For merchants, there would be no dilemma between the card and Account-to-Account but a desire to use these two means in combo to satisfy consumer needs.
Merchants still have to define the new uses of consumers in their need for speed.
3/ The Necessity of Green Finance
Several conferences took place around the necessity of sustainable and green finance.
Frederick Marchand, CEO of Fruggr, was able to detail this point with the presentation of the Observatory of Digital Decarbonization of Finance Actors.
“One of the figures to remember is that for a financial actor, digital represents 33% of its footprint.”
Knowing that digital represents 4% of the global carbon footprint, the financial sector can play a certain role.
A role that some actors have understood very well and have set as their mission while creating an economic activity with a virtuous model.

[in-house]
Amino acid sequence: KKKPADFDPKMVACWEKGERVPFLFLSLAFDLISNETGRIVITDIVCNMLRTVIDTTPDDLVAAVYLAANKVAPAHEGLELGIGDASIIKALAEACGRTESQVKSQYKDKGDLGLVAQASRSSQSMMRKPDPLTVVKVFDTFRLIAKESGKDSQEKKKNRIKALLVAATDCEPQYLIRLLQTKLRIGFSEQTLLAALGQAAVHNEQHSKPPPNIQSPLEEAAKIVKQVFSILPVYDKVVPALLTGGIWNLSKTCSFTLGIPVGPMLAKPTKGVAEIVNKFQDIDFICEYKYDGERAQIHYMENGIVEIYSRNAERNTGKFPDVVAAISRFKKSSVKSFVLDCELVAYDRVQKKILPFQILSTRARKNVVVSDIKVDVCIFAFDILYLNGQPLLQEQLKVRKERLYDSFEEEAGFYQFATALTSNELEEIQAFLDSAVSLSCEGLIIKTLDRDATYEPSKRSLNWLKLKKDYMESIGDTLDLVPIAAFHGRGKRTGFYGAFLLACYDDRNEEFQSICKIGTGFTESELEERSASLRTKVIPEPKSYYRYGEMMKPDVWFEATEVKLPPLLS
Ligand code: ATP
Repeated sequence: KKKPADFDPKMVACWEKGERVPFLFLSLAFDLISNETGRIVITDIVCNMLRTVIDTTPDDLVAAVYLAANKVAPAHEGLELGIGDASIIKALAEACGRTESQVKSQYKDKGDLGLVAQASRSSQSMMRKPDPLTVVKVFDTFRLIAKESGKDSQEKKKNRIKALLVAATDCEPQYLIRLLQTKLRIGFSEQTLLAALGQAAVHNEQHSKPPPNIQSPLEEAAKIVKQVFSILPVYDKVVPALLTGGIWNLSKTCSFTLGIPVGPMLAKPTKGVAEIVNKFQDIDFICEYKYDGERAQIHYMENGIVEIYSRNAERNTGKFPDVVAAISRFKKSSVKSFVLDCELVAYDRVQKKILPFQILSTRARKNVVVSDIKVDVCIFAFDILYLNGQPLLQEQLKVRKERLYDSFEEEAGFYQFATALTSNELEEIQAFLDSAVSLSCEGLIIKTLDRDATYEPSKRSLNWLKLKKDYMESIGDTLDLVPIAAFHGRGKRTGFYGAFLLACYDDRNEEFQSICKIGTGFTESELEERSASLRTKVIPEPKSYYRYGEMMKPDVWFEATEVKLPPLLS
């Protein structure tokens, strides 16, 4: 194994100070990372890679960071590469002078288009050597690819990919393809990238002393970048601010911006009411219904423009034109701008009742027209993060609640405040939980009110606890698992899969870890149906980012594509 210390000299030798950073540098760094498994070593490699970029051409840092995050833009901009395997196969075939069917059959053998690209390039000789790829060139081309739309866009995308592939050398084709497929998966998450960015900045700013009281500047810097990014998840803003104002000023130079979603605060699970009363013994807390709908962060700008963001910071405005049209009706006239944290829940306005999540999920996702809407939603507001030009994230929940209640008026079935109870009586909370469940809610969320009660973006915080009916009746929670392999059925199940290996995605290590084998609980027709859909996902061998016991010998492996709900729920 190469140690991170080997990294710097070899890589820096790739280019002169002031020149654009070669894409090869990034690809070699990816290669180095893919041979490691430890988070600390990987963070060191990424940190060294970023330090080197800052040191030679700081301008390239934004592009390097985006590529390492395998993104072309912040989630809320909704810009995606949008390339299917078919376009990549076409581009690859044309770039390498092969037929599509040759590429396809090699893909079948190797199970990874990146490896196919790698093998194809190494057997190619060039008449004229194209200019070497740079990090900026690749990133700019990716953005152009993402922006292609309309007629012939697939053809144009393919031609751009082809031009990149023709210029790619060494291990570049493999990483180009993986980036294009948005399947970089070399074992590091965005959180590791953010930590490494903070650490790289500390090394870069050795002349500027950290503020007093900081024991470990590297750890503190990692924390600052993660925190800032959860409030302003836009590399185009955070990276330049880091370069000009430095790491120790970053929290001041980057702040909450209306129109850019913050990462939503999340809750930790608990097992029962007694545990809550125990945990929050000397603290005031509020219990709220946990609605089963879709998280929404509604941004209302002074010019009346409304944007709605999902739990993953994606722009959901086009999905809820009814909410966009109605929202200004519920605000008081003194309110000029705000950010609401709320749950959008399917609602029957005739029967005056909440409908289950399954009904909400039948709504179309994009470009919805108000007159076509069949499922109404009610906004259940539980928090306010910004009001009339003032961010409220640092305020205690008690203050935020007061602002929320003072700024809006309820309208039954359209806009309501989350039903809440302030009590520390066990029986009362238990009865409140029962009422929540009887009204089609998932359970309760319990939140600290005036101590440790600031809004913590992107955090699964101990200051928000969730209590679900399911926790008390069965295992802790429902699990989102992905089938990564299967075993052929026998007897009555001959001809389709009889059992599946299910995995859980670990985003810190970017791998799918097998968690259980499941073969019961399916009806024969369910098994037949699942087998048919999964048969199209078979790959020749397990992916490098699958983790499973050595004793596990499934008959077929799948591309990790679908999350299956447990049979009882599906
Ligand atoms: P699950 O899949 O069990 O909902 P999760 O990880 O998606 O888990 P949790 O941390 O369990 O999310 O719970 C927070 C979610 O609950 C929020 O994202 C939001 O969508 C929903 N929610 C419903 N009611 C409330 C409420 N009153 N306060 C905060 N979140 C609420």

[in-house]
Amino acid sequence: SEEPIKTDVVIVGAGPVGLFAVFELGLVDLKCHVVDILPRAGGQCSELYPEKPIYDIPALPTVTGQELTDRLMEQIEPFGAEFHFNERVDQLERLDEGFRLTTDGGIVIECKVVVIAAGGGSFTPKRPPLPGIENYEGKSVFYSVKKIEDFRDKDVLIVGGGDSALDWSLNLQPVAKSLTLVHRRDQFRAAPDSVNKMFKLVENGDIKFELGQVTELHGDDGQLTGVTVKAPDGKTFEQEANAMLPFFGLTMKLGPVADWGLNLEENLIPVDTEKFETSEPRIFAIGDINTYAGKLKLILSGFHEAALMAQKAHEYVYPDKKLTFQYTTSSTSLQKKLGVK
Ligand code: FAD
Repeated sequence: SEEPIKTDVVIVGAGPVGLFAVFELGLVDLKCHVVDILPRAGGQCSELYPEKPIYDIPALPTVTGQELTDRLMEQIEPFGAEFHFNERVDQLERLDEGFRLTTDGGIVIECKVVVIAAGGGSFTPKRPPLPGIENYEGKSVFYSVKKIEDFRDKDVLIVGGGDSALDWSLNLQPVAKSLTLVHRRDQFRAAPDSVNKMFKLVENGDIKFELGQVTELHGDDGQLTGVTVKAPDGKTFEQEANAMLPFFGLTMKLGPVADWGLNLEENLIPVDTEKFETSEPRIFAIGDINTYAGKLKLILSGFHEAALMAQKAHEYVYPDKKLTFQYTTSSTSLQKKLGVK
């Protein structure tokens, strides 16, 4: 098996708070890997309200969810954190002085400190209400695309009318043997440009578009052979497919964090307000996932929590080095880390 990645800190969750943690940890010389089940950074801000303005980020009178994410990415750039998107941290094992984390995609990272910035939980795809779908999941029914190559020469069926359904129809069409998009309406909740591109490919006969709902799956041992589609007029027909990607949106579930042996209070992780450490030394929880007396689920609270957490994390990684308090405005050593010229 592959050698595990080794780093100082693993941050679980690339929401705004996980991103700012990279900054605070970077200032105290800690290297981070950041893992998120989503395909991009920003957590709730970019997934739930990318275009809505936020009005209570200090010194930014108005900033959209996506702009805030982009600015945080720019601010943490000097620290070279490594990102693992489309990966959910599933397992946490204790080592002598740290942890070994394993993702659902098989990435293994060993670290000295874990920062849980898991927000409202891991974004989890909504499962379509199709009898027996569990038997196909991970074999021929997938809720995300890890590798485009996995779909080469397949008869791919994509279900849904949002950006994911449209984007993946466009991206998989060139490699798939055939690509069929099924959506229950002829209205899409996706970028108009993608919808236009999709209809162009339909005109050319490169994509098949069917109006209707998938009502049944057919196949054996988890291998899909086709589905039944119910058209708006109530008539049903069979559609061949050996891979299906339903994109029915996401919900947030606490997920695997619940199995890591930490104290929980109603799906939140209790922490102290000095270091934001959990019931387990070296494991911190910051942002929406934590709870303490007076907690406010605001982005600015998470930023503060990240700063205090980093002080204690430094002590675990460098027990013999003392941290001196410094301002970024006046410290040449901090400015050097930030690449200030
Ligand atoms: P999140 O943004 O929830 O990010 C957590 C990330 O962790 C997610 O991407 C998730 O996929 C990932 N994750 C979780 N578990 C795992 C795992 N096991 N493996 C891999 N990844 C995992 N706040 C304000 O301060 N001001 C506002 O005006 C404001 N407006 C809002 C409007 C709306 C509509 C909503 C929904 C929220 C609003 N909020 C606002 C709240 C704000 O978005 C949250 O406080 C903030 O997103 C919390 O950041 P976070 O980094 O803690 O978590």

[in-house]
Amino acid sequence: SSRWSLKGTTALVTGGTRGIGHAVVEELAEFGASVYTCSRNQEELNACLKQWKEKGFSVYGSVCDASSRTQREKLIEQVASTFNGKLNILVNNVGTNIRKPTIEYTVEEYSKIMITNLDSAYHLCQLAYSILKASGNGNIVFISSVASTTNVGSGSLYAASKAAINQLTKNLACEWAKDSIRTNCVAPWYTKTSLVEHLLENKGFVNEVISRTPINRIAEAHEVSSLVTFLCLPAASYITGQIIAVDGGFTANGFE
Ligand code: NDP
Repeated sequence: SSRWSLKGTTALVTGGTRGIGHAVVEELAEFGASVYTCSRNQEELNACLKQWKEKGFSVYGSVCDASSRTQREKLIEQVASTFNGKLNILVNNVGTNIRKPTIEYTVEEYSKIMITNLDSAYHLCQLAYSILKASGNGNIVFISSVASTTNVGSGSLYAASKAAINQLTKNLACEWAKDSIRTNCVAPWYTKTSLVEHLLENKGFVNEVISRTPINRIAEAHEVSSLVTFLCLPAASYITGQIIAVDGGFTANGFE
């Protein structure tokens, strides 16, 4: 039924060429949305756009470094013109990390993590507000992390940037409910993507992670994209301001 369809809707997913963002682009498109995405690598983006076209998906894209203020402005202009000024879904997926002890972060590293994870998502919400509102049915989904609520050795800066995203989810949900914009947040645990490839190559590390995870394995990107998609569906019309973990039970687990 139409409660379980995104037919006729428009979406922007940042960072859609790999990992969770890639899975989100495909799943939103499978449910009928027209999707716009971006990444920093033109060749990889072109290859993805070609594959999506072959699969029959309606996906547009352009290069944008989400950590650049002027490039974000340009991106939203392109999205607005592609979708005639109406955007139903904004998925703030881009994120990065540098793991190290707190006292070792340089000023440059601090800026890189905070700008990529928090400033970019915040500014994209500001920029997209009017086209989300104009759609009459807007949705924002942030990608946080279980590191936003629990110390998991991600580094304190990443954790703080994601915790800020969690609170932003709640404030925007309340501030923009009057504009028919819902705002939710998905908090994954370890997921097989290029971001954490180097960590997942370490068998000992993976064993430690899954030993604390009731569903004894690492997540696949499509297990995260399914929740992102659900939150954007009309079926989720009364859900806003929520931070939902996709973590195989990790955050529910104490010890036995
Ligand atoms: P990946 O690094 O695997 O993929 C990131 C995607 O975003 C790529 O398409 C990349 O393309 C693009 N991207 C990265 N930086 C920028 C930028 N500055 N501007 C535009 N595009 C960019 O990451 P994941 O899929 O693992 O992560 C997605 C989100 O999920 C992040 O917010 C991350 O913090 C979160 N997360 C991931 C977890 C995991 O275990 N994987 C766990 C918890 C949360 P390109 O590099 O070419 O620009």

It was a question here of a circular economy around consumer goods, both in B2B and B2C, their usage cycles, and the intensification of their uses.
This “trend” is obviously materialized by certain initiatives that we all know well, such as the Vinted app or the reconditioning of products, but also in the new use of rental and subscription of products in order to share ownership and thus monetize the material that was used for the construction of the good in question.
It is worth noting the case of Decathlon, which innovated to prevent an image risk: that of seeing its own bikes in a deplorable state for sale on Leboncoin and at high prices. By developing rental to recover the maximum amount of equipment, repair them, and increase the life cycle of the good, Decathlon avoids an image risk on its own brand.
For all these experts and professionals, it is evident that for both B2B and B2C goods, it is necessary to quickly move from a linear product life cycle to a circular one, from single ownership use to enhanced use through various second lives.
Everyone is waiting for an awareness to be triggered and for regulation to accelerate the process.